But less than a decade later, charter schools were on the rise. Rhee had prepared a national model in the DC schools. President Obama's education office used billions of dollars in incentive money to encourage states to implement reforms, including charter-friendly policies. School officials who were crusaders against teachers' unions were rewarded with glowing profiles and magazine covers.
Against that background, Booker worked with newly elected governor Chris Christie, a republican, to move from Newark & # 39; the capital of the nation's charter school & # 39; such as Dale Russakoff, who reported on the reform efforts in the award-winning book The price, reported. He saw himself as on a mission to save the schools in the city for so long.
"He is a strong advocate of educational equity," says Cerf about Booker. "He is a strong advocate of public education as the main catalyst for addressing a central political ideal that a person's birth circumstances should not determine a person's life outcomes."
Booker had already raised 20 million dollars from the biggest names in philanthropy, including the Waltons, founders of Walmart and Bill Gates, who were closely involved in education. But he would need a buy-in from the state, which still controls the school district, to fully realize his vision and act quickly.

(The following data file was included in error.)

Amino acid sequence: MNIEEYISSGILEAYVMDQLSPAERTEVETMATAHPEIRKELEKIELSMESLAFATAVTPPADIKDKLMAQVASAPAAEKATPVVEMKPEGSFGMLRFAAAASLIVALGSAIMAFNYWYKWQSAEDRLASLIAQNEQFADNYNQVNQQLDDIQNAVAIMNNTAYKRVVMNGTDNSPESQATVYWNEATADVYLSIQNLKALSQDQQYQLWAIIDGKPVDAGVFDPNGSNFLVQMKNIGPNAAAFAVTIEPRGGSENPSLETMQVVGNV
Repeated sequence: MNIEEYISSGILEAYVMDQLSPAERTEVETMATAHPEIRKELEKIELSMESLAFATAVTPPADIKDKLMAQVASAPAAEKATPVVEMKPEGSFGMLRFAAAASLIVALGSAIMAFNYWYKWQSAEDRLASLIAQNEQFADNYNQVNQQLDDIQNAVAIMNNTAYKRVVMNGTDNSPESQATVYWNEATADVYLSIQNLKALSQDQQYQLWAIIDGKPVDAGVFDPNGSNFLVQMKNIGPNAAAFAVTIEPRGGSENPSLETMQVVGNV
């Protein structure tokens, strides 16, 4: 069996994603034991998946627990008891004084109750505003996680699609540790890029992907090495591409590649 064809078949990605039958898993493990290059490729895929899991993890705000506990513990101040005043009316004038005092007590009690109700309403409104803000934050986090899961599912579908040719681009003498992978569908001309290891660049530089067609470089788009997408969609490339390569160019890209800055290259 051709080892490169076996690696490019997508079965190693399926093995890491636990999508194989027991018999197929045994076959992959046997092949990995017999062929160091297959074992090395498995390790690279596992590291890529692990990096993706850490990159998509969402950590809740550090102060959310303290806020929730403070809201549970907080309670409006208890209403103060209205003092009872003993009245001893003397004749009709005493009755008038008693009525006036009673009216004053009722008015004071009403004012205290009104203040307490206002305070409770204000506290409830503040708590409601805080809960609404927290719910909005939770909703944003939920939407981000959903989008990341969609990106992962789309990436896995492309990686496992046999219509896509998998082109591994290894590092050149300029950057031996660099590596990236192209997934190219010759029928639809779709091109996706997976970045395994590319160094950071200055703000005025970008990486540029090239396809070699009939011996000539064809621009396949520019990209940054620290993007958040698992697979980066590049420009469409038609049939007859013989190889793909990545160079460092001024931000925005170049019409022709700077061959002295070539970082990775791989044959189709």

The mayor presented Christie in 2010 with a confidential reform plan. He proposed a deliberate top-down strategy, the only way Booker thought she could overcome the institutional forces that would oppose such a radical intervention.
Cory Booker, then Mayor of Newark, New Jersey, with John Scully (left), from private investment firm Scully Brothers, and his wife Regina Scully at a conference in Idaho in 2012. Warren Buffett, Bill Gates and Mark Zuckerberg were also present. Kevork Djansezian / Getty Images